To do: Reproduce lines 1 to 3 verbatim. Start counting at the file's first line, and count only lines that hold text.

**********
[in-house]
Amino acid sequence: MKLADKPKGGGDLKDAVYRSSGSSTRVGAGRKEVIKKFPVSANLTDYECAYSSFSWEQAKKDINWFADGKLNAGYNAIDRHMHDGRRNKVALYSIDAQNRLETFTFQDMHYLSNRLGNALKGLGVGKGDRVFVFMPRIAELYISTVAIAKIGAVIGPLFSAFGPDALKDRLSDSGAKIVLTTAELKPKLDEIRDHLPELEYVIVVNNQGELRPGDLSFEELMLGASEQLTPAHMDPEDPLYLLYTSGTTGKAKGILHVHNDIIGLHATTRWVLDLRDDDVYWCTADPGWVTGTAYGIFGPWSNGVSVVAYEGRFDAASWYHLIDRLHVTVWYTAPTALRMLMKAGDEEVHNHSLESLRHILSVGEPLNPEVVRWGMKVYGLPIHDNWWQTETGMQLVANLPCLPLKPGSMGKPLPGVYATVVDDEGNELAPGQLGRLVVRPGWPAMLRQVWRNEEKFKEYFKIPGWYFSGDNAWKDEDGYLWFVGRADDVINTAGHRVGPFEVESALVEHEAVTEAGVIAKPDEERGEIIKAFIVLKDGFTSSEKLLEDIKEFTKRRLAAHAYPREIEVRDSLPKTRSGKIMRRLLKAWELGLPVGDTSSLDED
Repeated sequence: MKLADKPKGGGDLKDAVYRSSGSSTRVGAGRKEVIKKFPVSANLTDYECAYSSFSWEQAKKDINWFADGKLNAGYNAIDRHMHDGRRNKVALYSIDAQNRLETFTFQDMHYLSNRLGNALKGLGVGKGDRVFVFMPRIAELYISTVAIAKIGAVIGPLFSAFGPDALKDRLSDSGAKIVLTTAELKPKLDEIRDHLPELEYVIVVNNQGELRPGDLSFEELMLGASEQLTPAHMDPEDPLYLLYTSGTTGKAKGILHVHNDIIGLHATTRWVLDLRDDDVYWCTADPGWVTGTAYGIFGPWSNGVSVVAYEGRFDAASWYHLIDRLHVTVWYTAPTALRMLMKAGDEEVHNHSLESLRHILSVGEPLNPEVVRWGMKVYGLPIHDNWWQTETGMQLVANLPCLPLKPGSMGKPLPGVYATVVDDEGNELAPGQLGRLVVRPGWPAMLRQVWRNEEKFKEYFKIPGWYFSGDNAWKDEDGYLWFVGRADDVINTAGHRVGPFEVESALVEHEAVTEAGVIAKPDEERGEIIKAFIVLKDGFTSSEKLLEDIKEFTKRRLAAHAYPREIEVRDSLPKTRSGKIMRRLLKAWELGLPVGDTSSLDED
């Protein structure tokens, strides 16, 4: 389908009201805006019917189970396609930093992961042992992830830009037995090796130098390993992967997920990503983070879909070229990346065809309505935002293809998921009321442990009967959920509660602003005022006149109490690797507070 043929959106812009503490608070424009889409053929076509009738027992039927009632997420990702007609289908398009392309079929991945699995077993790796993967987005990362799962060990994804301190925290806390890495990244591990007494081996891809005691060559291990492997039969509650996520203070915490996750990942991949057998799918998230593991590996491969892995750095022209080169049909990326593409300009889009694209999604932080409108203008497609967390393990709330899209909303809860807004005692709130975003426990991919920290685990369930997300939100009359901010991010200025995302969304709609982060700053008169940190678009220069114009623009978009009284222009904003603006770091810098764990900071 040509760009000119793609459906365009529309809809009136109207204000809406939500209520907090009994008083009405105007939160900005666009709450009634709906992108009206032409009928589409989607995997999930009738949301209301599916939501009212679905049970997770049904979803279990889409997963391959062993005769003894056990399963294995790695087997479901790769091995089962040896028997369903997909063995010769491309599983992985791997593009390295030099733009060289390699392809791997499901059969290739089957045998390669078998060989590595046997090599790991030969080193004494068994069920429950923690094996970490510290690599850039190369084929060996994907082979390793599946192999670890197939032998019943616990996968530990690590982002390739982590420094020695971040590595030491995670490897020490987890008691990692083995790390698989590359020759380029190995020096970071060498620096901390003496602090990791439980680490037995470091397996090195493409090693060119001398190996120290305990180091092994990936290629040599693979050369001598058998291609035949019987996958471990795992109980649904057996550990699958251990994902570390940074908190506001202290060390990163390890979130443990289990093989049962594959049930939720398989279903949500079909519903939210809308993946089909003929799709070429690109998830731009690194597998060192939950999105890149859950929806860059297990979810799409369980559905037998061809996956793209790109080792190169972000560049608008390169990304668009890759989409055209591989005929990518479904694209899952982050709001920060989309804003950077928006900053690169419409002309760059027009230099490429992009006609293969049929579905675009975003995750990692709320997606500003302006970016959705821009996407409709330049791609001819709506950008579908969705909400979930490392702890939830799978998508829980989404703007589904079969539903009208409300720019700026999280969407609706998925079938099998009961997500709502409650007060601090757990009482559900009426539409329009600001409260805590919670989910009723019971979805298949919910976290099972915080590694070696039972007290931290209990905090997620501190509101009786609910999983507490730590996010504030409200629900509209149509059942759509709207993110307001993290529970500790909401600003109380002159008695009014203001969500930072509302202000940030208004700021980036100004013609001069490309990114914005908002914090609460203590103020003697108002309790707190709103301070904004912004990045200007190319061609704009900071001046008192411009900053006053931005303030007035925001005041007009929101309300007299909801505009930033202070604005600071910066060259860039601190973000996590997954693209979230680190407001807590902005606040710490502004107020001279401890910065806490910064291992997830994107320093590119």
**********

[in-house]
Amino acid sequence: MKLADKPKGGGDLKDAVYRSSGSSTRVGAGRKEVIKKFPVSANLTDYECAYSSFSWEQAKKDINWFADGKLNAGYNAIDRHMHDGRRNKVALYSIDAQNRLETFTFQDMHYLSNRLGNALKGLGVGKGDRVFVFMPRIAELYISTVAIAKIGAVIGPLFSAFGPDALKDRLSDSGAKIVLTTAELKPKLDEIRDHLPELEYVIVVNNQGELRPGDLSFEELMLGASEQLTPAHMDPEDPLYLLYTSGTTGKAKGILHVHNDIIGLHATTRWVLDLRDDDVYWCTADPGWVTGTAYGIFGPWSNGVSVVAYEGRFDAASWYHLIDRLHVTVWYTAPTALRMLMKAGDEEVHNHSLESLRHILSVGEPLNPEVVRWGMKVYGLPIHDNWWQTETGMQLVANLPCLPLKPGSMGKPLPGVYATVVDDEGNELAPGQLGRLVVRPGWPAMLRQVWRNEEKFKEYFKIPGWYFSGDNAWKDEDGYLWFVGRADDVINTAGHRVGPFEVESALVEHEAVTEAGVIAKPDEERGEIIKAFIVLKDGFTSSEKLLEDIKEFTKRRLAAHAYPREIEVRDSLPKTRSGKIMRRLLKAWELGLPVGDTSSLDED
Repeated sequence: MKLADKPKGGGDLKDAVYRSSGSSTRVGAGRKEVIKKFPVSANLTDYECAYSSFSWEQAKKDINWFADGKLNAGYNAIDRHMHDGRRNKVALYSIDAQNRLETFTFQDMHYLSNRLGNALKGLGVGKGDRVFVFMPRIAELYISTVAIAKIGAVIGPLFSAFGPDALKDRLSDSGAKIVLTTAELKPKLDEIRDHLPELEYVIVVNNQGELRPGDLSFEELMLGASEQLTPAHMDPEDPLYLLYTSGTTGKAKGILHVHNDIIGLHATTRWVLDLRDDDVYWCTADPGWVTGTAYGIFGPWSNGVSVVAYEGRFDAASWYHLIDRLHVTVWYTAPTALRMLMKAGDEEVHNHSLESLRHILSVGEPLNPEVVRWGMKVYGLPIHDNWWQTETGMQLVANLPCLPLKPGSMGKPLPGVYATVVDDEGNELAPGQLGRLVVRPGWPAMLRQVWRNEEKFKEYFKIPGWYFSGDNAWKDEDGYLWFVGRADDVINTAGHRVGPFEVESALVEHEAVTEAGVIAKPDEERGEIIKAFIVLKDGFTSSEKLLEDIKEFTKRRLAAHAYPREIEVRDSLPKTRSGKIMRRLLKAWELGLPVGDTSSLDED